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Quicker Than A Ray Of Light
February 17, 2014 3:35 PM   Subscribe

Sixteen years ago, on February 22, 1998, Madonna released her seventh studio album, Ray Of Light, followed the next day by lead-off single Frozen. Popular music and culture would never be the same.

Ray Of Light marked a departure for Madonna. It was the first time she used an electronica/dance producer for the main producer for an album, in this case William Orbit, who had already made a name for himself in the underground scene and was known for creating popular remixes for Madonna and many other artists. She wrote many of the songs with Patrick Leonard, a long-time songwriting partner, but did not have him produce the tracks like she had in the past. Also, this album took over four months to complete, much longer than any album she had worked on before.

The Album
Drowned World/Substitute For Love
Swim
Ray Of Light [video mix, album mix not available]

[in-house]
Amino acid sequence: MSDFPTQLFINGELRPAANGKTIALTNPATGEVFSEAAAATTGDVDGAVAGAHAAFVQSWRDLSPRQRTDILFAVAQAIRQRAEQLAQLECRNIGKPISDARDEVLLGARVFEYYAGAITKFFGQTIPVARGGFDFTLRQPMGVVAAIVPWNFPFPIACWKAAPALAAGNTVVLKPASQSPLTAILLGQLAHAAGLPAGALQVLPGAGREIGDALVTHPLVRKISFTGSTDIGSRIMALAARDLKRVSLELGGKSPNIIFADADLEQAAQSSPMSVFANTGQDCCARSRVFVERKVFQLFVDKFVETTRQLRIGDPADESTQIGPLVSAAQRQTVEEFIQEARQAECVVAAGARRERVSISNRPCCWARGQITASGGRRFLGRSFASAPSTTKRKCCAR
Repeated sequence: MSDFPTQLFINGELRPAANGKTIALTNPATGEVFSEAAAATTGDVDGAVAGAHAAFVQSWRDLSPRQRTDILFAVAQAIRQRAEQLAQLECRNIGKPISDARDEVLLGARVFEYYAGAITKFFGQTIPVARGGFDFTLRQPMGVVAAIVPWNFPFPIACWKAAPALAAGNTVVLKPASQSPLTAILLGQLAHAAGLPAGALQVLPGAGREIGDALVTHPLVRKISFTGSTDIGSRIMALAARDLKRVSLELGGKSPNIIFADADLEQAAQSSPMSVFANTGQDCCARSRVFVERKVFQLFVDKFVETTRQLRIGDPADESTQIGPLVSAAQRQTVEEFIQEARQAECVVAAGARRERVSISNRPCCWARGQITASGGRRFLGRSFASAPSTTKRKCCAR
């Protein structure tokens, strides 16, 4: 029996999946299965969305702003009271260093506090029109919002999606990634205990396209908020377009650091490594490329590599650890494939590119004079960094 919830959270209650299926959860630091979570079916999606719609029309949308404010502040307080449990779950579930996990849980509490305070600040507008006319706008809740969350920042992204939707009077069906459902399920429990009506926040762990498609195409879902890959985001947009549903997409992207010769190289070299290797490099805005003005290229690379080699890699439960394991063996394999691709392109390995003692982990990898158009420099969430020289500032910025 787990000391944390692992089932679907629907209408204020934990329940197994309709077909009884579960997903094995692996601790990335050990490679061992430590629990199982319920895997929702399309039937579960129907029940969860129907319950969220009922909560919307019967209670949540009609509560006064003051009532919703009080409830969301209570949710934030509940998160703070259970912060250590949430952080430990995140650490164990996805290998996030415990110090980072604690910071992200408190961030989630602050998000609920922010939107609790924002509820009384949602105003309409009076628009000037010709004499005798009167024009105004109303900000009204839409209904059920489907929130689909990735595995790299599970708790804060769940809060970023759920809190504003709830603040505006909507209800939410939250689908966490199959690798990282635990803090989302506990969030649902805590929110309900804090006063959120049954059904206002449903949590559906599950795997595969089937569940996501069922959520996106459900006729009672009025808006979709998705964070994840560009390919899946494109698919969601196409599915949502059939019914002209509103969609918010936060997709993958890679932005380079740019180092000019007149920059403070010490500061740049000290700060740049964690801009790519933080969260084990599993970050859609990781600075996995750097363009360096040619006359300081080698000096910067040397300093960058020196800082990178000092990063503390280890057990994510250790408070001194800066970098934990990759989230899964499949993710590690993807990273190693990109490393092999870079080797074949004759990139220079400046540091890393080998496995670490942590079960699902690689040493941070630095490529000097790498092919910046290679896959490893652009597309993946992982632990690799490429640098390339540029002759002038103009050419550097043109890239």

Candy Perfume Girl
Skin
Nothing Really Matters
Sky Fits Heaven
Shanti/Ashtangi
Frozen
The Power Of Goodbye [video mix, album mix not available]
To Have And Not To Hold
Little Star
Mer Girl
Has To Be (Bonus Track)
Madonna's hard work with vocal lessons for her role in the Evita film plus the birth of her daughter Lourdes had given her reason to stretch herself vocally and spiritually. Her period of introspection led her to begin examining Eastern philosophies such as Kabbalah and yoga. These explorations were heavy influences during the creation of Ray Of Light, both sonically and lyrically.

First Single: Frozen February 23, 1998
Frozen: Album Version, Stereo MC's Mix [slight edit], Meltdown Mix, Extended Mix, Widescreen Mix

Frozen "making of" video
Madonna's work with William Orbit brought electronica and dance music out of the background and underground and pushed it directly into the face of pop music. This one album is widely credited with popularizing what we now refer to as EDM (Electronic Dance Music). It would begin a string of albums by Madonna produced with electronica artists which would only be broken by 2008's Hard Candy, after which she would return to EDM producers for MDNA.